James Ingram Merrill was born on 3 March 1926 in New York City, the son of Charles Edward Merrill and Hellen Ingram Merrill, his second wife. Merrill had two older half-siblings. He was raised in a privileged household—his father founded the brokerage house that became Merrill Lynch—with residences in Manhattan, Long Island, and Palm Beach. When he was thirteen his beloved parents divorced; the breakdown of their marriage made national news. Although skeptical or overtly hostile readers criticized him throughout his life for writing “genteel” or pseudo-aristocratic poetry, he was also recognized before as well as after his death as one of the most important, innovative, and universally appealing poets of the second half of the twentieth century. He attended the Lawrenceville School and Amherst College, graduating summa cum laude in 1947. Between 1950 and 1952 he traveled in Europe (mostly in Italy) at a time when the first postwar tourists were returning to a continent that had been closed for more than a decade since the outbreak of World War II in 1939. His prose memoir, A Different Person (1993), tells the remarkable story of his coming of age, poetically, psychologically, and sexually, during this crucial period. In 1955, having come to accept his homosexuality, he settled down in Stonington, Connecticut with David Jackson, a talented painter, writer, and musician, whom he had met the previous year. For more than twenty years they divided their time between Connecticut and Athens, until the last decade of Merrill's life, when they replaced the Athens house with a small cottage in Key West, Florida.Less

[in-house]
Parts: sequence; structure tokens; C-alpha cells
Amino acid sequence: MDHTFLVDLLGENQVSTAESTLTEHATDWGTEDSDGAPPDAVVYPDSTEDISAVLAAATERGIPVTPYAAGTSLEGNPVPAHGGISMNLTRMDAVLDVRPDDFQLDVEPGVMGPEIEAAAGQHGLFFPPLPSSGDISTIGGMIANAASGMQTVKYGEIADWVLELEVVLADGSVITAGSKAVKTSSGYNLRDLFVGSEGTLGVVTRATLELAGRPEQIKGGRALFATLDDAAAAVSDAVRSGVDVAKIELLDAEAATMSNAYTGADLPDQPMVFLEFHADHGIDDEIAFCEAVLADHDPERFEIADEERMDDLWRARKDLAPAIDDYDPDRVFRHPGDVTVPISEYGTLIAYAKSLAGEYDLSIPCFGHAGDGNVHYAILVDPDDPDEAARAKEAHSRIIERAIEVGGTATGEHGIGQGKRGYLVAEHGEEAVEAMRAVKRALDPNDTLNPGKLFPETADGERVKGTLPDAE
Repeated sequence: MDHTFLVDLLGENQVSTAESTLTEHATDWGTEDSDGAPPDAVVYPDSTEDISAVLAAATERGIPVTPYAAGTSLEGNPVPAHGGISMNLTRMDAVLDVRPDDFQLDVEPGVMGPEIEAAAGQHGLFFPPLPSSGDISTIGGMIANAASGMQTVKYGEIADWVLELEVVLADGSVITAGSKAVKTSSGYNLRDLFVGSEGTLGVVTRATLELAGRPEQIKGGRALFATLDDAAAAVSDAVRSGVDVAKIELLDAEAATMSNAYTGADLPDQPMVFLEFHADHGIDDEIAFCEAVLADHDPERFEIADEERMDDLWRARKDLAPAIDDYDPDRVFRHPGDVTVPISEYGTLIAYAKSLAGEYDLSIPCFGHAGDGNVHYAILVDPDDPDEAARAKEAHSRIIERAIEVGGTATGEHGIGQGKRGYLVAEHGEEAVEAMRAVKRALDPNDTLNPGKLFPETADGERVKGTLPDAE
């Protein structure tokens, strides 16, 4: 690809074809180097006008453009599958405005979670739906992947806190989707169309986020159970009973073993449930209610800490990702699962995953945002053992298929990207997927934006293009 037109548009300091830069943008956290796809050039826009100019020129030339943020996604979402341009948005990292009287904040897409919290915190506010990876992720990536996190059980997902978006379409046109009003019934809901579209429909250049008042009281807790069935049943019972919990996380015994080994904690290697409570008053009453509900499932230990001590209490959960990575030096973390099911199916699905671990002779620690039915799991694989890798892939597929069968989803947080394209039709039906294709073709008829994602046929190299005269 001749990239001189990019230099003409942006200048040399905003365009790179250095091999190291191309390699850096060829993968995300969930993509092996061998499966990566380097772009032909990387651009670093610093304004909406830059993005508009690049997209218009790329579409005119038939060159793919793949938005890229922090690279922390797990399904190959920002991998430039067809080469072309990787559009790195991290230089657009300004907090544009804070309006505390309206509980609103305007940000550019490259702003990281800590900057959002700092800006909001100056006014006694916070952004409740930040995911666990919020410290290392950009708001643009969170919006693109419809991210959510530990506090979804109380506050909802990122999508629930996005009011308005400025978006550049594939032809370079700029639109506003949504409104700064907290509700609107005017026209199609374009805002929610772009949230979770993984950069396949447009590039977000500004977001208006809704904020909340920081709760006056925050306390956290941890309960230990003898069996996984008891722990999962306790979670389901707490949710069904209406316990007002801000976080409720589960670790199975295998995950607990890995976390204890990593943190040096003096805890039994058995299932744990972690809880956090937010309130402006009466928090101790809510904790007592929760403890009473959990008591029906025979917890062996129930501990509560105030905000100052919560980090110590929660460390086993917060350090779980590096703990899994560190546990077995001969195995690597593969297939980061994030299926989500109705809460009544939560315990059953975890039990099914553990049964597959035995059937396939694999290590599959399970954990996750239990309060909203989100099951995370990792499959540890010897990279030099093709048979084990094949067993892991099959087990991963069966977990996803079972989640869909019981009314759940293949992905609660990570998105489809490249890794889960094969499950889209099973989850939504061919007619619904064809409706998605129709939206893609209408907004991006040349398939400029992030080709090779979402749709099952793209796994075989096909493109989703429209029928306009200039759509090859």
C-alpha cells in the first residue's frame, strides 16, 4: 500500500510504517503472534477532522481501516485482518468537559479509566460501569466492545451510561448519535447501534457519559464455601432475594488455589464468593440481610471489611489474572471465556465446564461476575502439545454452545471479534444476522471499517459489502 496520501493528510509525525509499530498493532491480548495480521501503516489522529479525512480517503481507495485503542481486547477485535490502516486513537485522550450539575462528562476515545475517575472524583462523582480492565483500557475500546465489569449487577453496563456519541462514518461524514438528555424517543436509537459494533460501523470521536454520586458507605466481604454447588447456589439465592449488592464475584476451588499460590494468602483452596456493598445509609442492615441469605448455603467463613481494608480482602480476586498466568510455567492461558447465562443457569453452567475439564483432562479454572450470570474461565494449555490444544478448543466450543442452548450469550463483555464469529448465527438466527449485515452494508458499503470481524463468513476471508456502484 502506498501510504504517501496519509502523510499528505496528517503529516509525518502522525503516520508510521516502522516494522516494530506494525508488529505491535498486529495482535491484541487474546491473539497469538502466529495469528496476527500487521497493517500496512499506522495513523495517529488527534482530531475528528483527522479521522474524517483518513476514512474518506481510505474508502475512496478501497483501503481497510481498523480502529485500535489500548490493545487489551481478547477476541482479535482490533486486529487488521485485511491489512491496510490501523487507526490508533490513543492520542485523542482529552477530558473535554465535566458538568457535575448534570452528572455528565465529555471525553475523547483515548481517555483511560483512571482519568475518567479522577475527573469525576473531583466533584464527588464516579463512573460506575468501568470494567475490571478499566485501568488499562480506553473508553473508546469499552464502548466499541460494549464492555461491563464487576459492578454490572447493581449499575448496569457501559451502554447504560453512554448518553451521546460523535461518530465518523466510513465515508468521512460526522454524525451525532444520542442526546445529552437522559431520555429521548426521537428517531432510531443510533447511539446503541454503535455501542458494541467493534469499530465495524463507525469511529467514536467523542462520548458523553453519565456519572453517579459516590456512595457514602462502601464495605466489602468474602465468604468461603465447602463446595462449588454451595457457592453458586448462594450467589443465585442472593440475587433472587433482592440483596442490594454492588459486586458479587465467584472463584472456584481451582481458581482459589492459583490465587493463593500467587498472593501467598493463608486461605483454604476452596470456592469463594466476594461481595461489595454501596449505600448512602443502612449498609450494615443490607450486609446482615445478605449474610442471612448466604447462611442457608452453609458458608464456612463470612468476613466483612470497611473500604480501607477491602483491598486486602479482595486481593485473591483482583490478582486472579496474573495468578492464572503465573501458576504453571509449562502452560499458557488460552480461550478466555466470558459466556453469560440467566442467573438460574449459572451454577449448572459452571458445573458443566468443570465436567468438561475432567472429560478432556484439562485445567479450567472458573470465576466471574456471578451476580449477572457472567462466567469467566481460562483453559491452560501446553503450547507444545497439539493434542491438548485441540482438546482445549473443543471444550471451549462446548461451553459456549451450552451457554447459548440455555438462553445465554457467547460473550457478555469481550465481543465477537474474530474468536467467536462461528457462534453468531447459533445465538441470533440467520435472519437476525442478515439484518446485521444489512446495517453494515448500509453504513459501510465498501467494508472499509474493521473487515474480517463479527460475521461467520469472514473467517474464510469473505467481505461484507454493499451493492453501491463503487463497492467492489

Access to the complete content on Oxford Research Encyclopedia of Literature requires a subscription or purchase. Public users are able to search the site and view the abstracts and keywords for each book and chapter without a subscription. If you are a student or academic complete our librarian recommendation form to recommend the Oxford Research Encyclopedias to your librarians for an institutional free trial.
If you have purchased a print title that contains an access token, please see the token for information about how to register your code.